...

I know ophthalmology residents are smart people who take studying for the boards seriously, so with a 25% first-time fail rate, either the programs or the Board are failing the candidates. There is no other way around it.
If the orals were slightly different, the pass rate could be higher, in my opinion. If they showed all the questions in the room, gave you a sheet of paper, some time to write notes, didn't let you leave the room then started the exam, more people would pass. The time to briefly take notes to organize thoughts would make a big difference.

Consider 2 candidates. They both know the same. However, one is more attractive looking and can talk smoothly. Another candidate stammers, is not completely organized, and forgets stuff is going to have a higher chance of failure. However, if that second candidate (and all candidates) are allowed a brief few moments to think and to jot down some notes after seeing the questions would equalize the situation.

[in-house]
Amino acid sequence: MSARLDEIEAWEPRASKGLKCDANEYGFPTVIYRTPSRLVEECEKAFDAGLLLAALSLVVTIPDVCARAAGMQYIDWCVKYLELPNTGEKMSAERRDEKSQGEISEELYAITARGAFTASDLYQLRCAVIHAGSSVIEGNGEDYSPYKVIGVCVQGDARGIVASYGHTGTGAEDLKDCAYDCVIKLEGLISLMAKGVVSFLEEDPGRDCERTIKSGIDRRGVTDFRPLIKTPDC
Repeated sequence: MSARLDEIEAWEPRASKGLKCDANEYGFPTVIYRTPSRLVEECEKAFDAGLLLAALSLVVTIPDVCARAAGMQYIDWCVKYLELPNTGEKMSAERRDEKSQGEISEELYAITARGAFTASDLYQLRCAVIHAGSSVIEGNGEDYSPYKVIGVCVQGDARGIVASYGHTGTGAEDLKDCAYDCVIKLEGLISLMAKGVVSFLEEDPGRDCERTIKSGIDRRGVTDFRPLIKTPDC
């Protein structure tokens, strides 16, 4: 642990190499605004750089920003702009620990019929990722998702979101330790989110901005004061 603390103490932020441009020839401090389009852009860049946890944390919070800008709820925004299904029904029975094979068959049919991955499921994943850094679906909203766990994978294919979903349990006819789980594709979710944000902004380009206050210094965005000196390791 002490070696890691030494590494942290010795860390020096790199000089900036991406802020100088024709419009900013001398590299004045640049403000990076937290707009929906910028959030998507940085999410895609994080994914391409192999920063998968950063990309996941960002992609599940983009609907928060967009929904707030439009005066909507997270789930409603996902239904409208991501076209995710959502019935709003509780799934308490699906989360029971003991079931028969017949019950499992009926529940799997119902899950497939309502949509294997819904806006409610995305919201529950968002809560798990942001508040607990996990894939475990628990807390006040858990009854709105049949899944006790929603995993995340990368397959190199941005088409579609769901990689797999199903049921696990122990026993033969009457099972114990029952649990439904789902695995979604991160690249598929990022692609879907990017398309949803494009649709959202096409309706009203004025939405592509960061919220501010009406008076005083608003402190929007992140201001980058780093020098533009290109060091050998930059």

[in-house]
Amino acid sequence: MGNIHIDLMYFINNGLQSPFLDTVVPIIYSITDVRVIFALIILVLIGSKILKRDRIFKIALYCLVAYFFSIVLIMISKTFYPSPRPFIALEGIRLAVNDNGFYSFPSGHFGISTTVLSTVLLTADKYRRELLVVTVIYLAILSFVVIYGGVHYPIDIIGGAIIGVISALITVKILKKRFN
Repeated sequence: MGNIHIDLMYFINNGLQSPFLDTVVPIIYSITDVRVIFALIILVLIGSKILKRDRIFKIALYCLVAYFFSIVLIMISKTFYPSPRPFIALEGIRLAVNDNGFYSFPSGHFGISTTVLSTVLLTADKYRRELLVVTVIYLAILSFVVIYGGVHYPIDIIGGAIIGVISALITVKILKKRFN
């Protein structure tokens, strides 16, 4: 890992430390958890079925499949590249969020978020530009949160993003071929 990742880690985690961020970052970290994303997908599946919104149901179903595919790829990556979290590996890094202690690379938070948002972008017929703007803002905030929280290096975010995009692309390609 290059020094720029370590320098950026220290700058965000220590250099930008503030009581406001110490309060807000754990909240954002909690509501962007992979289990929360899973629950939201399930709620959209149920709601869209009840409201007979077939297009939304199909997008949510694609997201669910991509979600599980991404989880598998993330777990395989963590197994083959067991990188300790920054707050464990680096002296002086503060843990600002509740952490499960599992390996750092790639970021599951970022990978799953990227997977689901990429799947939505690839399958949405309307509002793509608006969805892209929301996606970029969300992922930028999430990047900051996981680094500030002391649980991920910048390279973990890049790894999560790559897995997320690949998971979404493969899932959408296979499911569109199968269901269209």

What if you talk about history then exam then remember an important history question. That looks terrible.
 
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I will add that a strong correlation with failing the boards is having a baby a few months before the test. Anecdotally this might be one of the strongest correlations I know. This has happened to several residents and I know it happens in other specialties as well. The first year after having a kid is going to be sleep deprived and rough. I would definitely not recommend delaying having a kid though. If you fail the exam, in the grand scheme of things it’s not a big deal. You can retake the exam.

I could see having a 4-10 year old be a challenge to studying but having a baby is actually not that bad. I propped my little one up and he just watched me study - he had nothing better to do. I wouldnt advise bringing them to the hotel room the night before the test, though.